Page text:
"Create extra sources of income," writes wellness coach Elizabeth Scott, MS, for VeryWellMind. "If you're feeling stressed about finances, you likely already feel you need more money in your budget. But knowing how to increase your financial holdings without creating significant stress for yourself can be tricky, too. Thankfully, there are several ways to boost your income and relieve your stress."
If you want to make more money, perhaps one of the first things you should consider is how to get a new job that will pay you more.
"This is the best way to boost your earnings, as you have the most leverage at the moment that a company wants you but isn’t sure whether it can get you," writes Laura Shin for Forbes. "Use that to your advantage in negotiations. Another benefit of getting a bump up when you switch jobs is that the percentage boost will be baked into all your future raises, elevating your lifetime earnings."
Budgeting is key. But, perhaps more important than budgeting is checking in with your budget every so often.
"Declutter your budget," Scott writes for VeryWellMind. "Since life is rarely constant, regular budget checkups are essential to improving your financial health. Take control of your finances by setting aside some time to schedule, organize, and declutter all of the money coming in and out of your bank account. The more control you have, the less stress you will feel."
"Money, health, relationships, and work are deeply interconnected; stress in any one of those domains can compound problems in the others," Dr. Moira Somers, Ph.D., C.Psych, a clinical neuropsychologist specializing in mental and financial well-being, said in a press release. "The COVID-19 pandemic has increased financial strain in many households — especially for those who have lost their job in a sector that may not fully recover. It's important to pivot and focus on actions that will restore financial well-being, such as developing or upgrading marketable skills. Taking proactive measures is a big step towards creating financial stability and confidence in the future."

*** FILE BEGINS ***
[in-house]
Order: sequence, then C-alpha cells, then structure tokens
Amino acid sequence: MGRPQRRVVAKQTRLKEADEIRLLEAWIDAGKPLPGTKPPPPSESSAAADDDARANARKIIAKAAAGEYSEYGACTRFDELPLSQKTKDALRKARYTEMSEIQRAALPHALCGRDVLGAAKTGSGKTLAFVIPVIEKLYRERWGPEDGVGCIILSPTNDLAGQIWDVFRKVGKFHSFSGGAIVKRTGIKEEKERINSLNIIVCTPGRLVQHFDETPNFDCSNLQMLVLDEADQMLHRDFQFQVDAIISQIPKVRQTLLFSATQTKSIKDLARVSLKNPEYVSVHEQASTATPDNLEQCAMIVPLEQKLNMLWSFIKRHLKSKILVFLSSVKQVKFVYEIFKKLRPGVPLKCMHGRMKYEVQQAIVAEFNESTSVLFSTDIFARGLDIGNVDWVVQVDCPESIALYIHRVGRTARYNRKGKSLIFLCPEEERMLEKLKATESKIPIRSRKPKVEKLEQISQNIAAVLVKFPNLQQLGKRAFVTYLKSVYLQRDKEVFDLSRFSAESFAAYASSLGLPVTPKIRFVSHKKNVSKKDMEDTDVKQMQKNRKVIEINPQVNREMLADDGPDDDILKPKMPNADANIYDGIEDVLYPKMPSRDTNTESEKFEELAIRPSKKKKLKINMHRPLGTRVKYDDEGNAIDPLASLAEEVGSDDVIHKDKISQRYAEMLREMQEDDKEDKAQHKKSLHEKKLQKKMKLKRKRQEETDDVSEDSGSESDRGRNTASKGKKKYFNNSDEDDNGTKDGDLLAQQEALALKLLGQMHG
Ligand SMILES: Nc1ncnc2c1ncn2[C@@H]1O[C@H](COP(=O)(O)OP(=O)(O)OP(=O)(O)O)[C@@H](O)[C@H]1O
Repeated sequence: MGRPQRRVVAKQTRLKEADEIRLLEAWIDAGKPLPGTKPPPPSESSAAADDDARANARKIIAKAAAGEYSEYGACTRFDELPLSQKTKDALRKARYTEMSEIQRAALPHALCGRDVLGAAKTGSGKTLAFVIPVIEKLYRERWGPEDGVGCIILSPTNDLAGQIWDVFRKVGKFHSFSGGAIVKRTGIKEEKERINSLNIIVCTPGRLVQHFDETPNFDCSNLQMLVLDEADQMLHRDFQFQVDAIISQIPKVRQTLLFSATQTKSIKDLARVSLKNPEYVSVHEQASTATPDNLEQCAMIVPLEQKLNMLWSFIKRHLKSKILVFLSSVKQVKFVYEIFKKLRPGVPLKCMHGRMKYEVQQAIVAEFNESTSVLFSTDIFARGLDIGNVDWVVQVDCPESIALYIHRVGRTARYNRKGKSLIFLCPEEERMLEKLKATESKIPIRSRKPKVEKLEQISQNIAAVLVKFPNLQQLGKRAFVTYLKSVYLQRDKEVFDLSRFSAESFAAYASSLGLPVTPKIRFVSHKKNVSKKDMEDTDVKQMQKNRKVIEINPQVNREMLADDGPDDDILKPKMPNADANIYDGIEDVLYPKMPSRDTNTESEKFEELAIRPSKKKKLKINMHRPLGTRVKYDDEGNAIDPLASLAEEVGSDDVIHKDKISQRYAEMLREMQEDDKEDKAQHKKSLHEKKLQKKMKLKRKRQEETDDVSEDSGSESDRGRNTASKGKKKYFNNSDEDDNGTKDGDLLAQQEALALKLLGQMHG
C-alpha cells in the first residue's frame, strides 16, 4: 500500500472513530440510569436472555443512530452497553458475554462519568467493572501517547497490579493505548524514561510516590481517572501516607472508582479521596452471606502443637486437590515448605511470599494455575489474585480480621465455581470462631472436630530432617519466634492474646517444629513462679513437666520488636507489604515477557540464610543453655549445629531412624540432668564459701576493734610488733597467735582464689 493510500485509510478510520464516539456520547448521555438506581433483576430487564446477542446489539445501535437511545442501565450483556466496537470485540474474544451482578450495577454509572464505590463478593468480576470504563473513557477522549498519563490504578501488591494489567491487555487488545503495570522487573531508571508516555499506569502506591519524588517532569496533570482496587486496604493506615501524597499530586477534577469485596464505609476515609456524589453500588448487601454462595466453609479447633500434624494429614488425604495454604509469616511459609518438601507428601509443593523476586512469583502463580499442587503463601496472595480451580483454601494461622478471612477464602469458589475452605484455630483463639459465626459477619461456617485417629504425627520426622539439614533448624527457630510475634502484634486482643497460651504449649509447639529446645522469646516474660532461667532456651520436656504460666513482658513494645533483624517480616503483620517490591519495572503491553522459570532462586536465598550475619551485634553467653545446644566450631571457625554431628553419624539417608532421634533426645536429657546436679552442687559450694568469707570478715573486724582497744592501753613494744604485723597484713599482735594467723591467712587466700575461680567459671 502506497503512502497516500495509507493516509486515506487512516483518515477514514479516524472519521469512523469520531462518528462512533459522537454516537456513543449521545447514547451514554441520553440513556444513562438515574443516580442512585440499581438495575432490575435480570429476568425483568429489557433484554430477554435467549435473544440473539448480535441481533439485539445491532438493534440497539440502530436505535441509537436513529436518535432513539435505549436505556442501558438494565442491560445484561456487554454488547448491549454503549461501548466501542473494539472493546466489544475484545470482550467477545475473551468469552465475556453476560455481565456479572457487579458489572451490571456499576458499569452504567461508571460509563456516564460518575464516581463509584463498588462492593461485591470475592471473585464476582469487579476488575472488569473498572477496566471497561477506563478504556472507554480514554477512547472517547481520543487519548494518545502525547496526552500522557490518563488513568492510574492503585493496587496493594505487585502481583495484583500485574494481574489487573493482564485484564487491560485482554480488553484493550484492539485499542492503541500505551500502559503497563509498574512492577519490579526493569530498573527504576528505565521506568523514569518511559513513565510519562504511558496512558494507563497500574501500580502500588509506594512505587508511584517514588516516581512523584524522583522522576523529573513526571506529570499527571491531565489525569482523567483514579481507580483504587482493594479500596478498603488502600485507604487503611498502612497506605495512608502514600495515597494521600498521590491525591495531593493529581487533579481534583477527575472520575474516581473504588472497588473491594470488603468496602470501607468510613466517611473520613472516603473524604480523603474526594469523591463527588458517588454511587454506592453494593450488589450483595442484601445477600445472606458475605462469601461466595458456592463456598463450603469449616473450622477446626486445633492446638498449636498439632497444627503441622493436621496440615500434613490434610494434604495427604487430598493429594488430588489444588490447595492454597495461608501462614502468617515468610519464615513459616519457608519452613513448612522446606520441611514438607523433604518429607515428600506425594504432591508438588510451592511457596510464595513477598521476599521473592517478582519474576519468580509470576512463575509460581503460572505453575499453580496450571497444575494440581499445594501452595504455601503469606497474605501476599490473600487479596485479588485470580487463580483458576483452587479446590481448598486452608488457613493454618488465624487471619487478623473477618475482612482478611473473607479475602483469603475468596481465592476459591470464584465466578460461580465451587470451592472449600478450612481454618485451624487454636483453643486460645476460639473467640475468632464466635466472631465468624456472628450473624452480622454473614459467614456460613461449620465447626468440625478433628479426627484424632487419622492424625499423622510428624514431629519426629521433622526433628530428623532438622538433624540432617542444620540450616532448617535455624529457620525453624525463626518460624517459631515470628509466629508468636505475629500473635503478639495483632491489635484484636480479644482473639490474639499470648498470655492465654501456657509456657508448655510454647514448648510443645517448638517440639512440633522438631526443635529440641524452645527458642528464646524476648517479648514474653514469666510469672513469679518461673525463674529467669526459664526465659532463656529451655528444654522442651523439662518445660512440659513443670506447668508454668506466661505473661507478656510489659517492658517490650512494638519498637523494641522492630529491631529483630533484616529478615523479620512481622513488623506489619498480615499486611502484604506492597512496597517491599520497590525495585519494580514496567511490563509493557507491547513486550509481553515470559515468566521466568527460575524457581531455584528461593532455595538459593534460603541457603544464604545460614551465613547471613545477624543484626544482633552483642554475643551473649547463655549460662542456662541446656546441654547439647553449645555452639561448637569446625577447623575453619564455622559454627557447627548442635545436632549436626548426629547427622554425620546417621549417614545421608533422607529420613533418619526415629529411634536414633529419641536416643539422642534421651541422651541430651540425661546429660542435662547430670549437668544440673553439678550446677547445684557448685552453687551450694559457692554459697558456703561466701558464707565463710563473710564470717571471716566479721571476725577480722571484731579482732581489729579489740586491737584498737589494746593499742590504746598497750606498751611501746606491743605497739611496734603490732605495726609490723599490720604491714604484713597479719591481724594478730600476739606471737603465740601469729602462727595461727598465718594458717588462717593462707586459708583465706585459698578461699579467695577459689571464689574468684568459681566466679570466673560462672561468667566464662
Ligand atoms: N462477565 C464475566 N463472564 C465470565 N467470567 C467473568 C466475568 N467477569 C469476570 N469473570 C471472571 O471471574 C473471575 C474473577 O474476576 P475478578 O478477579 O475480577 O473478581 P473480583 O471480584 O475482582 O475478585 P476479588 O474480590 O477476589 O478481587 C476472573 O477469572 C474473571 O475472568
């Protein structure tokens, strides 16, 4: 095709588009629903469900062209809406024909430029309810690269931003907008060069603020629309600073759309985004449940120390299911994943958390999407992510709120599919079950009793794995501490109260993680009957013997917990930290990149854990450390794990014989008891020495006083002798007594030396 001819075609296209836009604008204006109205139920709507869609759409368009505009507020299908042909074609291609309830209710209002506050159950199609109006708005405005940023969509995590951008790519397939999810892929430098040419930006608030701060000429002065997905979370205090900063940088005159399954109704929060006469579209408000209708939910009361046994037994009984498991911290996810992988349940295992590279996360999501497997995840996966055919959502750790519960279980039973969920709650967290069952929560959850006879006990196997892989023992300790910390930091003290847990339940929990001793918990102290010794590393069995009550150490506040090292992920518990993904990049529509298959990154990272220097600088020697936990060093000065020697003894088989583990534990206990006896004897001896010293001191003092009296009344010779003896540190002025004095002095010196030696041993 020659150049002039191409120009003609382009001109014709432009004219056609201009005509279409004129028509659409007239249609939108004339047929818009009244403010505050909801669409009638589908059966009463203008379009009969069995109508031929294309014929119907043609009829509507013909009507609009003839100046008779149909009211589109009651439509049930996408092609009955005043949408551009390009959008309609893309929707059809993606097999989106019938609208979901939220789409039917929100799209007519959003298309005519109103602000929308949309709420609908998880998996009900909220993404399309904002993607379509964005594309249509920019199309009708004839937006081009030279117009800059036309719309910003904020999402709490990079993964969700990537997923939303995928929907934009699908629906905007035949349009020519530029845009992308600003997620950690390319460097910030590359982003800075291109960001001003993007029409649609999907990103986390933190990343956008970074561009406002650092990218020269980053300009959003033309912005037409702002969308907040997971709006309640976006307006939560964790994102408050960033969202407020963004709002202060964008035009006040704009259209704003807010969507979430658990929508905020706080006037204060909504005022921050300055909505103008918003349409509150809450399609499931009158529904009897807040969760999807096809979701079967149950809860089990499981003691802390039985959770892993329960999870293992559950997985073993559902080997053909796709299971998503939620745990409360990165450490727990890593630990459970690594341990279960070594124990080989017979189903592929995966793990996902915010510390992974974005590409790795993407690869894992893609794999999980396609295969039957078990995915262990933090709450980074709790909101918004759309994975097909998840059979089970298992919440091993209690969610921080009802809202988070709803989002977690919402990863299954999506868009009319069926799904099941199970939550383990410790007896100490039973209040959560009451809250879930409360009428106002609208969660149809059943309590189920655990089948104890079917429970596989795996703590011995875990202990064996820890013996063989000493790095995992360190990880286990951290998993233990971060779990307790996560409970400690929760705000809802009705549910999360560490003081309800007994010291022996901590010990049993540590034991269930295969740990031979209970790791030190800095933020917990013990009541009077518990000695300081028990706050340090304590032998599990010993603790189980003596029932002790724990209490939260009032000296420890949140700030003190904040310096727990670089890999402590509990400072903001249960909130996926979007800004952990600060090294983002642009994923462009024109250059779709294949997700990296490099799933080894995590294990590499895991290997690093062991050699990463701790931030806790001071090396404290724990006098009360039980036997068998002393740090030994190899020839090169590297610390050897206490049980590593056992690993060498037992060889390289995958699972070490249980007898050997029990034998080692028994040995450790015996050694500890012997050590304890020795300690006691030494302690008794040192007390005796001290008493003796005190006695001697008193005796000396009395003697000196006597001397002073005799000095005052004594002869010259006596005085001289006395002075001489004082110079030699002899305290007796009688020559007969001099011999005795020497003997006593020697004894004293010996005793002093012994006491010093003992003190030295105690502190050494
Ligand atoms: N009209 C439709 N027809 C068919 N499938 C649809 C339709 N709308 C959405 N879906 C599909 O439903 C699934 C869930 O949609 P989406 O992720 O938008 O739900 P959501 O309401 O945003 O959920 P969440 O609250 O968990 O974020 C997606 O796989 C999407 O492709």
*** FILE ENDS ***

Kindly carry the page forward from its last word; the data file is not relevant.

"Find an app or bank account that takes the work out of saving," writes Courtney Jespersen for NerdWallet. "Digit and Qapital both automatically transfer small amounts from your checking account to a separate savings account."
When you do this every month, you may not even notice the money coming out of your checking account and going into your savings account. But a little bit can add up over time and go a long way.
"Map out major purchases," Jespersen write for NerdWallet. "Time your purchase of appliances, furniture, electronics and more according to annual sale periods. Don’t buy anything hastily, either. Always wait a day or two before buying to limit buyer’s remorse."
In other words: Don't shop on impulse. Think through your purchases before you drop the big bucks.
AnnaMarie Houlis is a multimedia journalist for a gamut of both online and print publications, as well as an adventure aficionado and travel blogger at HerReport.org. She covers all things women's empowerment — from navigating the workplace to navigating the world. She writes about everything from gender issues in the workforce to gender issues all across the globe.